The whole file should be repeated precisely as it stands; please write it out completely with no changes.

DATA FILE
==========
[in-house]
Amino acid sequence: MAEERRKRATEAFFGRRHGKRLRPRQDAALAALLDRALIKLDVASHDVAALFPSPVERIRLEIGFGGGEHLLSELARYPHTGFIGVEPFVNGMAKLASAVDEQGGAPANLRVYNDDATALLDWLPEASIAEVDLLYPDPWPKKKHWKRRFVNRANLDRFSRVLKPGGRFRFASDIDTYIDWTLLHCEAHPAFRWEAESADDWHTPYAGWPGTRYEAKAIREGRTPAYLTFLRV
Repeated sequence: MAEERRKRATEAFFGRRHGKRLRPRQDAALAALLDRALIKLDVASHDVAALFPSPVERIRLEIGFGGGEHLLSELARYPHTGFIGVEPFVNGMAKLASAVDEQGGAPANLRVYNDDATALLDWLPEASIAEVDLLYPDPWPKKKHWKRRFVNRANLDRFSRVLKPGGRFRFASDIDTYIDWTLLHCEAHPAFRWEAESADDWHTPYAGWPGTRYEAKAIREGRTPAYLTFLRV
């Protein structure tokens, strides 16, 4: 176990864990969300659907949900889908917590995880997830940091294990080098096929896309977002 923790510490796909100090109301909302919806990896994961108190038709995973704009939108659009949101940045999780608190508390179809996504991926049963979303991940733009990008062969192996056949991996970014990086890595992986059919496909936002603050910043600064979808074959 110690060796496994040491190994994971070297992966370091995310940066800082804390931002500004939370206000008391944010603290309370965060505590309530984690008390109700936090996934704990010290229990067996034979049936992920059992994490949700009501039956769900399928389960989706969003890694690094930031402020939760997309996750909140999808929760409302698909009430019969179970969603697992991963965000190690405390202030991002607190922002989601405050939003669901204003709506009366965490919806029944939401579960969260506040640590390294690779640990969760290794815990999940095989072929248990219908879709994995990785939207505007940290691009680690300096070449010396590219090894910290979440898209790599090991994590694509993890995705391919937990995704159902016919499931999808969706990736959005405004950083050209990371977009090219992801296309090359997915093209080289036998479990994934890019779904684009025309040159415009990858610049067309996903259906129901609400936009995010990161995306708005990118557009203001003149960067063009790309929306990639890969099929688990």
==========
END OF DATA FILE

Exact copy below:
[in-house]
Amino acid sequence: MAEERRKRATEAFFGRRHGKRLRPRQDAALAALLDRALIKLDVASHDVAALFPSPVERIRLEIGFGGGEHLLSELARYPHTGFIGVEPFVNGMAKLASAVDEQGGAPANLRVYNDDATALLDWLPEASIAEVDLLYPDPWPKKKHWKRRFVNRANLDRFSRVLKPGGRFRFASDIDTYIDWTLLHCEAHPAFRWEAESADDWHTPYAGWPGTRYEAKAIREGRTPAYLTFLRV
Repeated sequence: MAEERRKRATEAFFGRRHGKRLRPRQDAALAALLDRALIKLDVASHDVAALFPSPVERIRLEIGFGGGEHLLSELARYPHTGFIGVEPFVNGMAKLASAVDEQGGAPANLRVYNDDATALLDWLPEASIAEVDLLYPDPWPKKKHWKRRFVNRANLDRFSRVLKPGGRFRFASDIDTYIDWTLLHCEAHPAFRWEAESADDWHTPYAGWPGTRYEAKAIREGRTPAYLTFLRV
């Protein structure tokens, strides 16, 4: 176990864990969300659907949900889908917590995880997830940091294990080098096929896309977002 923790510490796909100090109301909302919806990896994961108190038709995973704009939108659009949101940045999780608190508390179809996504991926049963979303991940733009990008062969192996056949991996970014990086890595992986059919496909936002603050910043600064979808074959 110690060796496994040491190994994971070297992966370091995310940066800082804390931002500004939370206000008391944010603290309370965060505590309530984690008390109700936090996934704990010290229990067996034979049936992920059992994490949700009501039956769900399928389960989706969003890694690094930031402020939760997309996750909140999808929760409302698909009430019969179970969603697992991963965000190690405390202030991002607190922002989601405050939003669901204003709506009366965490919806029944939401579960969260506040640590390294690779640990969760290794815990999940095989072929248990219908879709994995990785939207505007940290691009680690300096070449010396590219090894910290979440898209790599090991994590694509993890995705391919937990995704159902016919499931999808969706990736959005405004950083050209990371977009090219992801296309090359997915093209080289036998479990994934890019779904684009025309040159415009990858610049067309996903259906129901609400936009995010990161995306708005990118557009203001003149960067063009790309929306990639890969099929688990």